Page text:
Lakshmi Series

The Caretaker Personality

Lakshmi Series - The Caretaker Personality

In the process of meditation, we find that we are not one continuous personality, that we are not a body, that what our real being is, is light.

We are one continuous consciousness and this consciousness is a consciousness of light. This is our nature, our substance and our essence.

Don't feel that you have to be stuck with the personality you've got now because as you meditate you'll watch it dissolve and go away.

When you meditate very deeply and go inside yourself or experience yourself, that is all there is - one continuous, all-pervasive, perfect, all-blissful consciousness. When we have our eyes open, when we're in the world, we don't see that continuous consciousness in quite the same way that we do when we're in meditation. Rather, we see it in manifestation. All the peoples, places, beings and forms that you experience in this or any other world are supported by that continuous consciousness that is the soul of reality. Just as a great fleet of ships floats upon the ocean, supported by it, so all of life floats upon an essence, a fathomless essence.

All things arise from this essence, are sustained by it, float in it for a while and then one day they dissolve back into it. This essence is not physical, although it sustains the physical. It is not even spirit in the conventional sense of the term spirit. When most people say spirit, they're referring to what is termed the subtle physical or astral, the etheric planes of being. It is invisible and yet manifests itself in and through the visible. This is its mystery, the mystery of eternity.

In meditation, in self-discovery, we seek to make our mind quiet so that we can perceive this essence, this eternal reality which is existence. When you do this, a happiness and joy that is beyond description fills every atom of your being because there is such goodness, such completion in the source of life, in the essence, which Lao Tzu referred to as the tao, which some refer to as God, some nirvana. There is such completion and perfection there that all else seems immaterial, in the sense that we have gone into the very nature, into the very heart of existence, and there we are complete.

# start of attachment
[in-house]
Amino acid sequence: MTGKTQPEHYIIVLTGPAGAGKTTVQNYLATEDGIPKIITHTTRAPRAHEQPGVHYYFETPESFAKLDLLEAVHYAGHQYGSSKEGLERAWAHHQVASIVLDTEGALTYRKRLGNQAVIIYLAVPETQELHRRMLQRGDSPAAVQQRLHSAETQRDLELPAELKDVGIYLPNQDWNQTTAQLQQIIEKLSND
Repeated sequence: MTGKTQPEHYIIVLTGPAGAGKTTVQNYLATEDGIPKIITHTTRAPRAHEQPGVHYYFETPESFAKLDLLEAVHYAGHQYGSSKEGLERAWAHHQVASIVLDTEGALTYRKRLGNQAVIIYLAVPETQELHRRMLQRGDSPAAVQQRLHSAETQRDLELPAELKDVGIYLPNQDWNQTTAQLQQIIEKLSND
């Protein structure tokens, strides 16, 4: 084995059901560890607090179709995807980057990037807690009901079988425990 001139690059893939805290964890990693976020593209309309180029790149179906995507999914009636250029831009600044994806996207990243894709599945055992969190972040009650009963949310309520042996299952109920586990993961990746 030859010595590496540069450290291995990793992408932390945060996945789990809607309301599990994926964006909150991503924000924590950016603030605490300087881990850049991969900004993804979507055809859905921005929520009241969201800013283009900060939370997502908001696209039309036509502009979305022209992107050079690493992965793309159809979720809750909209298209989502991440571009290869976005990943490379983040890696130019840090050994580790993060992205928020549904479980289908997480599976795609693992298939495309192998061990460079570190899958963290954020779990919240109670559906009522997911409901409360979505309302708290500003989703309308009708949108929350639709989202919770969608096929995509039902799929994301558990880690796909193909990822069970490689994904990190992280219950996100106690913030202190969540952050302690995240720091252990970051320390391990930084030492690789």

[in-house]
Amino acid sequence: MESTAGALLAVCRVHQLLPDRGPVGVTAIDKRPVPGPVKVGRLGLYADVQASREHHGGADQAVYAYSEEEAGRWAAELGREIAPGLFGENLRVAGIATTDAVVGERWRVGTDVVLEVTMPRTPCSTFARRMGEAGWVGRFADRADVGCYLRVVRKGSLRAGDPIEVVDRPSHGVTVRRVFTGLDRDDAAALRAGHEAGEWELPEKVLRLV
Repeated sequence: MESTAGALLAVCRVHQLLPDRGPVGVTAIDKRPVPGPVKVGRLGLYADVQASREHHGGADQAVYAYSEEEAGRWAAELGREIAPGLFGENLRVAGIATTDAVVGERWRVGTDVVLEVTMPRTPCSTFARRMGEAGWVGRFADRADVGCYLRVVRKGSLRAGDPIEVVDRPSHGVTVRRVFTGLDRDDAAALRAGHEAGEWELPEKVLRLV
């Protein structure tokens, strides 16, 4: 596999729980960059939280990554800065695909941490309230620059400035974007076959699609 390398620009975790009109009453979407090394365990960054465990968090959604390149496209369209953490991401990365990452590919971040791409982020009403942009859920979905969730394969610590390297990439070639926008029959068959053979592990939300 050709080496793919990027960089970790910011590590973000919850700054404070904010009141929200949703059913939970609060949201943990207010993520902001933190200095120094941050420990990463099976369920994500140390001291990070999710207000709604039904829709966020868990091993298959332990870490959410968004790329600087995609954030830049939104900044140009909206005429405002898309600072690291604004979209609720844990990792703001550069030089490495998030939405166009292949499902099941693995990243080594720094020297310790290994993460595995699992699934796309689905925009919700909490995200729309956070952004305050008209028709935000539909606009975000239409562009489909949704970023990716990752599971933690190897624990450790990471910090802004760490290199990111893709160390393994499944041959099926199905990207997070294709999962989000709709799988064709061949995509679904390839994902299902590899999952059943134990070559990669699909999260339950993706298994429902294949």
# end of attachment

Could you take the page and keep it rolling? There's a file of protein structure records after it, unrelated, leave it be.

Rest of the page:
Whereas when we're in the world of women and men we see all around us division, partiality, cars running down the freeways, people talking, wars, birth, maturation, decay and death. Plants, forests, cities, slums, stars, all of the things that we are conversant with in the physical world, follow a cycle and this cycle is nature.

Nature is the outer reflection of the timeless perfection of existence, this ultimate intelligence, which has no parent, which has always been and will always be, which is beyond time, place and condition. Each day when you meditate, each day when you give more of yourself to others, you open a doorway to that which is always there but which you do not always perceive - your essence, that which completes you. When you get caught up in the storms of your passions and emotions, you forget. Already you have forgotten, since you came into this life, that which you came from. If you look really deeply inside yourself, not inside your body per se, but inside that which is your awareness, you will see - as you open up the cover of the book of your life and delve deeply into the chapters and pages - this all-luminous perfection.

As you become more conscious of this all-luminous perfection, as it's something that you still yourself in each day, you will find that it will have a great effect upon your life. You will find that you no longer exist in the planes of being, of awareness, that most human beings do. At first this may seem frightening or awesome because you observe, after your adventures in meditative consciousness, that your personality is dissolving or it might be more correct to say that your personality is only a shell, it's only a very thin cover.

Rama smiling with his arms crossed wearing a designer suit
Seeing is the ability to tell what really is.

The works of Rama – Dr. Frederick Lenz are reprinted or included here with permission from

The Frederick P. Lenz Foundation for American Buddhism.